UK bank CYBG said it would take another £150m charge related to an industry-wide scandal over mis-sold insurance policies, sendings its shares down as much as 10% today. 

The company became Britain's sixth largest bank following its purchase of rival Virgin Money.

It also said today that short-term prospects in its key lending markets - homeowners and small businesses - were subdued due to uncertainty over Brexit. 

Shares in the owner of Clydsedale Bank and Yorkshire Bank fell to their lowest since June 2016, when Britain voted to leave the European Union.

The stock has lost well over a quarter of its value since the start of 2018. 

The bank reported a statutory loss before tax of £164m for the year ended September 30, including a £352m charge related to the mis-selling of payment protection insurance (PPI).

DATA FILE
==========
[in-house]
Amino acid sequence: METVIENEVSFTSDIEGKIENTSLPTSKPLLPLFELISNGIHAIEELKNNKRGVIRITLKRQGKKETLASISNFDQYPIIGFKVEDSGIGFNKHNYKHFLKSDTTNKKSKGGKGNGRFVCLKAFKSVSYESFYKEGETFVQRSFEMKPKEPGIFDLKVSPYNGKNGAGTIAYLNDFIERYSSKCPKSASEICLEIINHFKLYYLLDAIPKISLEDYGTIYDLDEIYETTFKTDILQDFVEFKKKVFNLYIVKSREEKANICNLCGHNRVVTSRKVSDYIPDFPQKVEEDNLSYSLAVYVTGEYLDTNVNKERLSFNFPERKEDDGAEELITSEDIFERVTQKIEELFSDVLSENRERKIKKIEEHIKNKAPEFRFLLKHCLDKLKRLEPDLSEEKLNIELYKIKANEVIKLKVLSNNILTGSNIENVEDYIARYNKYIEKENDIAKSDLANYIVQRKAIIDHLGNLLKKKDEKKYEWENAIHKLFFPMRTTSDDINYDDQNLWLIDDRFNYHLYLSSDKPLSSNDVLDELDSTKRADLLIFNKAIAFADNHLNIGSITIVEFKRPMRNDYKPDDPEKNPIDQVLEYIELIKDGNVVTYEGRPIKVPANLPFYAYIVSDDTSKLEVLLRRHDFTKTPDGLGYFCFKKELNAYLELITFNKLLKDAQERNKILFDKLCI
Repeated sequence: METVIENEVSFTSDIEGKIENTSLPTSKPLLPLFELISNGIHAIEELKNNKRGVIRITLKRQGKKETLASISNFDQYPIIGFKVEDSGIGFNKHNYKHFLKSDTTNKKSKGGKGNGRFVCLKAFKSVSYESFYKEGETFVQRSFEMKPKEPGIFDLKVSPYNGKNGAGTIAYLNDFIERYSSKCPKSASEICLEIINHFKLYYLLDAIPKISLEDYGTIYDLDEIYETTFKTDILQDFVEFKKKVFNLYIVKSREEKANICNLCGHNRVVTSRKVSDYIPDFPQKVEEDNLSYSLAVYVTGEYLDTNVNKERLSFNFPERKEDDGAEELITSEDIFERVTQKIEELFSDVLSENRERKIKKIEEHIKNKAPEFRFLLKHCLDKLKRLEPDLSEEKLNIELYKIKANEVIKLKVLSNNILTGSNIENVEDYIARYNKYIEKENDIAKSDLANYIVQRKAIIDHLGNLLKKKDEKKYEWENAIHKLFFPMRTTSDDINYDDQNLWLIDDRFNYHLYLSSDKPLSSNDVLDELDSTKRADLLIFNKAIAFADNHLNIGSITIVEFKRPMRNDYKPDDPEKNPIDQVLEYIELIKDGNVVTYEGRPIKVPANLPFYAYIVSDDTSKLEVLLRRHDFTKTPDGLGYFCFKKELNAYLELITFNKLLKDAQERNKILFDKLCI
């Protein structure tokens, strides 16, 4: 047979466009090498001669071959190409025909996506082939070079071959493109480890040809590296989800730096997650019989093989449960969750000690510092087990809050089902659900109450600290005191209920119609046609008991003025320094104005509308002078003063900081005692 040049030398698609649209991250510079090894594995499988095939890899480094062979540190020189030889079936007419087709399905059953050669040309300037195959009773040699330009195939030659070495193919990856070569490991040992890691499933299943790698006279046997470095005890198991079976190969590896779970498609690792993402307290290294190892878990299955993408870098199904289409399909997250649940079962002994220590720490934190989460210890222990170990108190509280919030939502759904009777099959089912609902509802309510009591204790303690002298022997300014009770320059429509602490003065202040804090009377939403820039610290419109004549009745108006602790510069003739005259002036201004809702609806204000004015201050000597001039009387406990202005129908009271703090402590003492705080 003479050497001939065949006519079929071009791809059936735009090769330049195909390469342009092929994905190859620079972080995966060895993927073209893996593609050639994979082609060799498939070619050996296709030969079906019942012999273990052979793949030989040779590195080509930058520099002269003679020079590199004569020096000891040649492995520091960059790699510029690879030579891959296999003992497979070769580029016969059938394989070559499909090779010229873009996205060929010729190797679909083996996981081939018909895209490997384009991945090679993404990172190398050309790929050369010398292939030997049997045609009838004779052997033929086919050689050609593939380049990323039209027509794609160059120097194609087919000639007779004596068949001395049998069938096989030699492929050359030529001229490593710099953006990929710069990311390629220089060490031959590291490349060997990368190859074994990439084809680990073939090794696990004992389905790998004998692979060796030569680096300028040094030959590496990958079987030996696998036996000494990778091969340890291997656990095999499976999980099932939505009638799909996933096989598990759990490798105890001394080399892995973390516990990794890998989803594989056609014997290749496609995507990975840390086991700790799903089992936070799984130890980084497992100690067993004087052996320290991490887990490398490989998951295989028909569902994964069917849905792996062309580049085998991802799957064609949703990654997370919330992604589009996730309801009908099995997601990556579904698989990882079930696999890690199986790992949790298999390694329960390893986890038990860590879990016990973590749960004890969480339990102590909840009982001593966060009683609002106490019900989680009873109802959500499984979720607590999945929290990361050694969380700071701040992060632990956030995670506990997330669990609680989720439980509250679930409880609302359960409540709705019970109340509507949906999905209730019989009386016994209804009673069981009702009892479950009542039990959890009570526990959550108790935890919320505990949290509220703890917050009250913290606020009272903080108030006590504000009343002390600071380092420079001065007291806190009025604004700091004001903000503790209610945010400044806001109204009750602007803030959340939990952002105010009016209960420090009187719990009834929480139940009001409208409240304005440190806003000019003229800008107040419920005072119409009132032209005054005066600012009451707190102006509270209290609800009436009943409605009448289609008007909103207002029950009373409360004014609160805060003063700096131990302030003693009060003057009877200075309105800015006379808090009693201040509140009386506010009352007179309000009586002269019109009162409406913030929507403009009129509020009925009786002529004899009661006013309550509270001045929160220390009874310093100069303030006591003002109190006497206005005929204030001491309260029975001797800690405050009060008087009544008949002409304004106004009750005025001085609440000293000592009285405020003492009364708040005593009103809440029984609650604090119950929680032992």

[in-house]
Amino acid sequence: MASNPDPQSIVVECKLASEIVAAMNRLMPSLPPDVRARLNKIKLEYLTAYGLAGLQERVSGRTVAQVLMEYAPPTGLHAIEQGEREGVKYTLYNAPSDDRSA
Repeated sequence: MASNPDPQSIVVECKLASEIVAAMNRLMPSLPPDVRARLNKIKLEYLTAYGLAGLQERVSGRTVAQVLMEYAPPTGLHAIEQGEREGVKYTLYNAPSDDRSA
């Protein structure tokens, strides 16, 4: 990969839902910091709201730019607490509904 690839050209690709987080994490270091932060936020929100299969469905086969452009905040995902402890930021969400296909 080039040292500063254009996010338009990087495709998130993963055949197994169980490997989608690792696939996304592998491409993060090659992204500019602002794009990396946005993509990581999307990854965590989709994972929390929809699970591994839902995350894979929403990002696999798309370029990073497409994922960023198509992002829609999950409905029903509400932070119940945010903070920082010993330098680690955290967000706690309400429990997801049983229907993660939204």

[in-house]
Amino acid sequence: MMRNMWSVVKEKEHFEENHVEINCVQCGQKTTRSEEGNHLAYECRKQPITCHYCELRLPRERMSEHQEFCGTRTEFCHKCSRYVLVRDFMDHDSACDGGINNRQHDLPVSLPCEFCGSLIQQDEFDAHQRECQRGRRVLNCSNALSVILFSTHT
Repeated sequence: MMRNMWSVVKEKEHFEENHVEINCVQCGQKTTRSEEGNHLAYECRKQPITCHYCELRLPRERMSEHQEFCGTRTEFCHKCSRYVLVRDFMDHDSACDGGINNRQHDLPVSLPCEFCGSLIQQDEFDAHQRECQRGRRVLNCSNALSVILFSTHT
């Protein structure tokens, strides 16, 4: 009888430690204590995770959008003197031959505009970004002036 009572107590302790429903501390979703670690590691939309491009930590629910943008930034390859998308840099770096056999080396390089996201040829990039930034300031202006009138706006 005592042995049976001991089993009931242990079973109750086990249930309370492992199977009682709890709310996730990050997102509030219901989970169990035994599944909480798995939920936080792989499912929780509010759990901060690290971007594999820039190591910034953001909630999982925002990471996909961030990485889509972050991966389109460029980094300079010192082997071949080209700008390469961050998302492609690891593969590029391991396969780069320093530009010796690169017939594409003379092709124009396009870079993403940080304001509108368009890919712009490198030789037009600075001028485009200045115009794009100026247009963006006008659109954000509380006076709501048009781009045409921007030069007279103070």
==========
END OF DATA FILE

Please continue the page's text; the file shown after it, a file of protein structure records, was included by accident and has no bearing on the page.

UK banks have together had to pay out billions of pounds in compensation in the country's costliest-ever consumer scandal after regulators determined they had sold expensive PPI products to people who sometimes didn't need them. 

Analysts said the extra £150m provision was larger than expected. 

CYBG also said Brexit uncertainty had hit confidence among small and medium-sized enterprises. 

"We took a position in 2016 that Brexit would lead to lower economic growth environment.

"I think you are seeing some of that. We are seeing inertia in SMEs and their investment profiles," the bank's chief executive David Duffy - a former AIB CEO - said. 

CYBG forecast its net interest margin - the difference between what banks earn from loans and pay for deposits - would fall to 160-170 basis points (bps) in its new financial year from 178 bps in the one just ended.